Information tourism organizations find the most valuable when it comes to sustainability see more
Green Tourism recently conducted a survey in partnership with the Tourism Industry Associations of Canada, Ontario and British Columbia. We wanted to find out what information tourism businesses and organizations would find the most valuable when it comes to sustainability.
In the face of rising energy costs and carbon prices, saving money on energy was the topic respondents wanted to learn about the most. This is the first in a series of articles that will respond directly to what the tourism industry in Canada has identified as its top priorities when it comes to being green.
At Green Tourism, we also have a consulting practice through which we have conducted more than 1000 energy audits with FortisBC, BC Hydro and the BC Government’s LiveSmart BC program. When speaking with participating businesses, we identified that the key barriers to investing in energy saving projects were: time, budget and knowledge.
Time: Businesses don’t always have time to spend thinking deeply about energy efficiency or to create an energy saving plan.
Budget: You have multiple budget priorities, and energy efficiency often doesn’t rise to the top. Instead many businesses replace equipment and technology on a reactive instead of proactive basis.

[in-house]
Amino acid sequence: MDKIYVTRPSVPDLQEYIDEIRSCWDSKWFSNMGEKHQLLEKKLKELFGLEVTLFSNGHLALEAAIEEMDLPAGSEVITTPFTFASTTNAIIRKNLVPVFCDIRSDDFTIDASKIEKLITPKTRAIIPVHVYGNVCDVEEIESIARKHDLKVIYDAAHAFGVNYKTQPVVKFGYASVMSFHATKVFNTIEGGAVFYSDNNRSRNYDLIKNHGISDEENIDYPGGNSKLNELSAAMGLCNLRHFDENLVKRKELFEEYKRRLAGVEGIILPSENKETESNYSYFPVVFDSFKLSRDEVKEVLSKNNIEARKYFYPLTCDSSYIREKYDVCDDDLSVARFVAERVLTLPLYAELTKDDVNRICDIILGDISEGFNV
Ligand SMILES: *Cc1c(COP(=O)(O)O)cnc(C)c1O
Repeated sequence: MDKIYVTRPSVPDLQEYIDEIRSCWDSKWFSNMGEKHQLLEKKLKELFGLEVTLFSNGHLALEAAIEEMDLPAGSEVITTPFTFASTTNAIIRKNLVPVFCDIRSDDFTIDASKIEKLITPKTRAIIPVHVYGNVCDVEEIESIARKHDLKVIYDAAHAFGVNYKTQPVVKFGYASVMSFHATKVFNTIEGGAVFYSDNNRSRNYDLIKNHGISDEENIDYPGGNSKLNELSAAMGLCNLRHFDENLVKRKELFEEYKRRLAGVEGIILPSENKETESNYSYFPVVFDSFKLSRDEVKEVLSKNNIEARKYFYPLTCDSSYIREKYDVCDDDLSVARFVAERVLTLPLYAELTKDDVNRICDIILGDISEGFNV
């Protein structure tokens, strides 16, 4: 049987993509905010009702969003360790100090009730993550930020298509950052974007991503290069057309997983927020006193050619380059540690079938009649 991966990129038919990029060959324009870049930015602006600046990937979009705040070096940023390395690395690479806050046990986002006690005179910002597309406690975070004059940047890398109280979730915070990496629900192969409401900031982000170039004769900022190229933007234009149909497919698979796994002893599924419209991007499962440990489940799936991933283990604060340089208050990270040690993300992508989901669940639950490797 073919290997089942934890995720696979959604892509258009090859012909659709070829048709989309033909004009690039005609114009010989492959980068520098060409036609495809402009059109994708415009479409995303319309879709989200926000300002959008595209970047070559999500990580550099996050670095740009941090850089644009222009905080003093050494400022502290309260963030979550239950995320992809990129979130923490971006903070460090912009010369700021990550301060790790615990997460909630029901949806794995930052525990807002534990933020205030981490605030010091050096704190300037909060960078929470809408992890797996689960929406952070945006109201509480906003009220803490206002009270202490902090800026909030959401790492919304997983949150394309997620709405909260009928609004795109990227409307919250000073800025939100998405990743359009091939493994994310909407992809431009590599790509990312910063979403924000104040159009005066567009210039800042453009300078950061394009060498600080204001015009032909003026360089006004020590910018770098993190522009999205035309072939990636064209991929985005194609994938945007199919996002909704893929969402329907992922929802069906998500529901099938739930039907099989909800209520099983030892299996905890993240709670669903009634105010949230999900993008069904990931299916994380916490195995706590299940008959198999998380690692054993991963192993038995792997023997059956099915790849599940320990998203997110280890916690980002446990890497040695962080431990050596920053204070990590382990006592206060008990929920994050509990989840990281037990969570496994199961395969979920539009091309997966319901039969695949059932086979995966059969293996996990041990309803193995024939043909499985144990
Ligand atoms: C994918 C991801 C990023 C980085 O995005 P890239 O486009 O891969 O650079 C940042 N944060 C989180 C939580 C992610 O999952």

Knowledge: With so many energy efficiency projects to choose from, it can be hard to determine what do first, or what is going to provide the best return on investment.
Here are the top 13 recommendations our Green Tourism expert advisors make for improving the energy efficiency of tourism businesses. Read on to learn how your tourism business can reduce energy consumption, reduce your carbon footprint, and save money by going green.
1. Develop an Energy Management Program (it’s free)!
An Energy Management Program is simply a series of procedures and protocols that employees follow to help minimize energy consumption. No matter how big or small your office or building might be, you can create an energy management plan. It may include items such as:
- Keeping lights off in rooms and common areas where natural daylight provides sufficient lighting
- Power down office equipment at night individually or on power bars
- Require housekeeping to close guest room blinds or draperies, keeping rooms cooler in the summer and warmer in the winter. In common areas, keep blinds or draperies closed during the hottest times of day and open in the evenings during the summer, and closed at night during cooler weather, where appropriate.
- Have housekeeping manually return thermostats to predetermined set-points, ideally 23C in the summer and 18C in the winter.
- If you have mini-bar fridges, have housekeeping them turned to the highest temperature setting or better yet, keep them unplugged (and slightly open to avoid smells), with stickers on the front to request your guests plug them in should they wish to use them. They cool down very quickly.
2. Use low energy lighting